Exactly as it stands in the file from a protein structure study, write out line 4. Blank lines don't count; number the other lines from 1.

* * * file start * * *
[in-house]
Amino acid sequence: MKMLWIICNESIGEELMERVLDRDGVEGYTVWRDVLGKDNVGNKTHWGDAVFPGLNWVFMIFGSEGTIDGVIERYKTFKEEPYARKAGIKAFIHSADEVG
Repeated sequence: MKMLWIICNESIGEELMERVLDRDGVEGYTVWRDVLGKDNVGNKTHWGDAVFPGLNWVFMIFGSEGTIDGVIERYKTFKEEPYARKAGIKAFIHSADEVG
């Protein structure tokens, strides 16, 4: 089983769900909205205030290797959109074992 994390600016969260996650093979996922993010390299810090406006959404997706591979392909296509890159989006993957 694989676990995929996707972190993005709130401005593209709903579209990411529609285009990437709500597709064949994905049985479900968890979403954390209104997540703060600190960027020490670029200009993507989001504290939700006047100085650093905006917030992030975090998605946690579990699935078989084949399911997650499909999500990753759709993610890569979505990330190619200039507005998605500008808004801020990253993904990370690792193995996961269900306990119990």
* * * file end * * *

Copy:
């Protein structure tokens, strides 16, 4: 089983769900909205205030290797959109074992 994390600016969260996650093979996922993010390299810090406006959404997706591979392909296509890159989006993957 694989676990995929996707972190993005709130401005593209709903579209990411529609285009990437709500597709064949994905049985479900968890979403954390209104997540703060600190960027020490670029200009993507989001504290939700006047100085650093905006917030992030975090998605946690579990699935078989084949399911997650499909999500990753759709993610890569979505990330190619200039507005998605500008808004801020990253993904990370690792193995996961269900306990119990």